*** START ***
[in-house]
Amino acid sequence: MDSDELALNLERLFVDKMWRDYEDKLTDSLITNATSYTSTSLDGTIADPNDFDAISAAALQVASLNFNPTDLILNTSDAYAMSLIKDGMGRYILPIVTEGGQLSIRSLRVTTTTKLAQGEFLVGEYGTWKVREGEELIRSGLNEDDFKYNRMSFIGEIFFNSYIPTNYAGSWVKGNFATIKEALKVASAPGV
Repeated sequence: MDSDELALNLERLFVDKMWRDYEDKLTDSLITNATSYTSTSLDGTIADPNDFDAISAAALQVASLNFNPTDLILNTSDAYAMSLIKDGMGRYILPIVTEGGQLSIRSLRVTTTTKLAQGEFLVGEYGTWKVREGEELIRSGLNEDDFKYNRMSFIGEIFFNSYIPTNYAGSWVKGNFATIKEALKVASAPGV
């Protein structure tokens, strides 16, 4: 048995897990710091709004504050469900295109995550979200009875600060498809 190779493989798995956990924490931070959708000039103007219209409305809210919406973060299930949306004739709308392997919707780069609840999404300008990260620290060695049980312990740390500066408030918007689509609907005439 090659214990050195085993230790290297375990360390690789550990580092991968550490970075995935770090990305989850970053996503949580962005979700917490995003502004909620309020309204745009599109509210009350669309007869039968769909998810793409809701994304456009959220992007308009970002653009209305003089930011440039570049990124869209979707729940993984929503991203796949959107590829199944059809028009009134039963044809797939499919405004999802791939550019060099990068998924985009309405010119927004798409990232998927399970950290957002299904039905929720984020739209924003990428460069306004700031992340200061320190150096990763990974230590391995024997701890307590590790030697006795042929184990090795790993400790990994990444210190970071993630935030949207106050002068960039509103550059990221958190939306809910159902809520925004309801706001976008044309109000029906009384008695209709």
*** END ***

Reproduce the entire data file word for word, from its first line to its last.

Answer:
[in-house]
Amino acid sequence: MDSDELALNLERLFVDKMWRDYEDKLTDSLITNATSYTSTSLDGTIADPNDFDAISAAALQVASLNFNPTDLILNTSDAYAMSLIKDGMGRYILPIVTEGGQLSIRSLRVTTTTKLAQGEFLVGEYGTWKVREGEELIRSGLNEDDFKYNRMSFIGEIFFNSYIPTNYAGSWVKGNFATIKEALKVASAPGV
Repeated sequence: MDSDELALNLERLFVDKMWRDYEDKLTDSLITNATSYTSTSLDGTIADPNDFDAISAAALQVASLNFNPTDLILNTSDAYAMSLIKDGMGRYILPIVTEGGQLSIRSLRVTTTTKLAQGEFLVGEYGTWKVREGEELIRSGLNEDDFKYNRMSFIGEIFFNSYIPTNYAGSWVKGNFATIKEALKVASAPGV
């Protein structure tokens, strides 16, 4: 048995897990710091709004504050469900295109995550979200009875600060498809 190779493989798995956990924490931070959708000039103007219209409305809210919406973060299930949306004739709308392997919707780069609840999404300008990260620290060695049980312990740390500066408030918007689509609907005439 090659214990050195085993230790290297375990360390690789550990580092991968550490970075995935770090990305989850970053996503949580962005979700917490995003502004909620309020309204745009599109509210009350669309007869039968769909998810793409809701994304456009959220992007308009970002653009209305003089930011440039570049990124869209979707729940993984929503991203796949959107590829199944059809028009009134039963044809797939499919405004999802791939550019060099990068998924985009309405010119927004798409990232998927399970950290957002299904039905929720984020739209924003990428460069306004700031992340200061320190150096990763990974230590391995024997701890307590590790030697006795042929184990090795790993400790990994990444210190970071993630935030949207106050002068960039509103550059990221958190939306809910159902809520925004309801706001976008044309109000029906009384008695209709």